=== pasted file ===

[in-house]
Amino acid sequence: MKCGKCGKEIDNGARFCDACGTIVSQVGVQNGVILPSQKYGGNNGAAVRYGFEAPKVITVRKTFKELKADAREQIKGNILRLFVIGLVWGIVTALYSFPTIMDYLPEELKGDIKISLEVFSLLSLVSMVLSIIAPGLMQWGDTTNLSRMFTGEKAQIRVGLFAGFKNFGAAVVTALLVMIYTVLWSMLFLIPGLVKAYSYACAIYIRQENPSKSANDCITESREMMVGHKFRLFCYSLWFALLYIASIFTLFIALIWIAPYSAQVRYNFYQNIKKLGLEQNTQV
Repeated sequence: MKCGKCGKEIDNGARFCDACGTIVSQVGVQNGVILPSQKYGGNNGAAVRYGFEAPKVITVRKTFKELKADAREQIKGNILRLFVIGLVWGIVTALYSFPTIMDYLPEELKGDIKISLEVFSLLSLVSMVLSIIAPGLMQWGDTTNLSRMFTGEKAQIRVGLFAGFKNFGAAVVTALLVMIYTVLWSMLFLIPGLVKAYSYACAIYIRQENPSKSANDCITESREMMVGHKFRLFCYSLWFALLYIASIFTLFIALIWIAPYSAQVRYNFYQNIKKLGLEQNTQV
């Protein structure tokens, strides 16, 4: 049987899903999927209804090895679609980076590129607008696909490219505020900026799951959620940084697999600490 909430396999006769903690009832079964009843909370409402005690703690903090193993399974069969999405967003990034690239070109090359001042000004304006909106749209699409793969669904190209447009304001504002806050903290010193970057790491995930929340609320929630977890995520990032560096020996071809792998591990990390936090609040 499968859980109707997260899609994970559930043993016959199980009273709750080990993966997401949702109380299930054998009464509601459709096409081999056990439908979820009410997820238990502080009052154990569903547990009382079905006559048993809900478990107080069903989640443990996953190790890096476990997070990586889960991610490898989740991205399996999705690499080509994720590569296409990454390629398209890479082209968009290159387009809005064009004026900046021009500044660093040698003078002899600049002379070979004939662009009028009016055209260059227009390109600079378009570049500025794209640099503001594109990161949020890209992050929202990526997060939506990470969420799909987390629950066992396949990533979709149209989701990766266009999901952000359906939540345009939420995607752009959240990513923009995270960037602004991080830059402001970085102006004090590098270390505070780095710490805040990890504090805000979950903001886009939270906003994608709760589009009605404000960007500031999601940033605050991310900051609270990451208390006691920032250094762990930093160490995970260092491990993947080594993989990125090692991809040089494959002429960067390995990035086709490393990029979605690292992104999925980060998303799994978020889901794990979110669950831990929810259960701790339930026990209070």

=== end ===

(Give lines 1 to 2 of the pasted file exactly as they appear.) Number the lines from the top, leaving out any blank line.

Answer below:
[in-house]
Amino acid sequence: MKCGKCGKEIDNGARFCDACGTIVSQVGVQNGVILPSQKYGGNNGAAVRYGFEAPKVITVRKTFKELKADAREQIKGNILRLFVIGLVWGIVTALYSFPTIMDYLPEELKGDIKISLEVFSLLSLVSMVLSIIAPGLMQWGDTTNLSRMFTGEKAQIRVGLFAGFKNFGAAVVTALLVMIYTVLWSMLFLIPGLVKAYSYACAIYIRQENPSKSANDCITESREMMVGHKFRLFCYSLWFALLYIASIFTLFIALIWIAPYSAQVRYNFYQNIKKLGLEQNTQV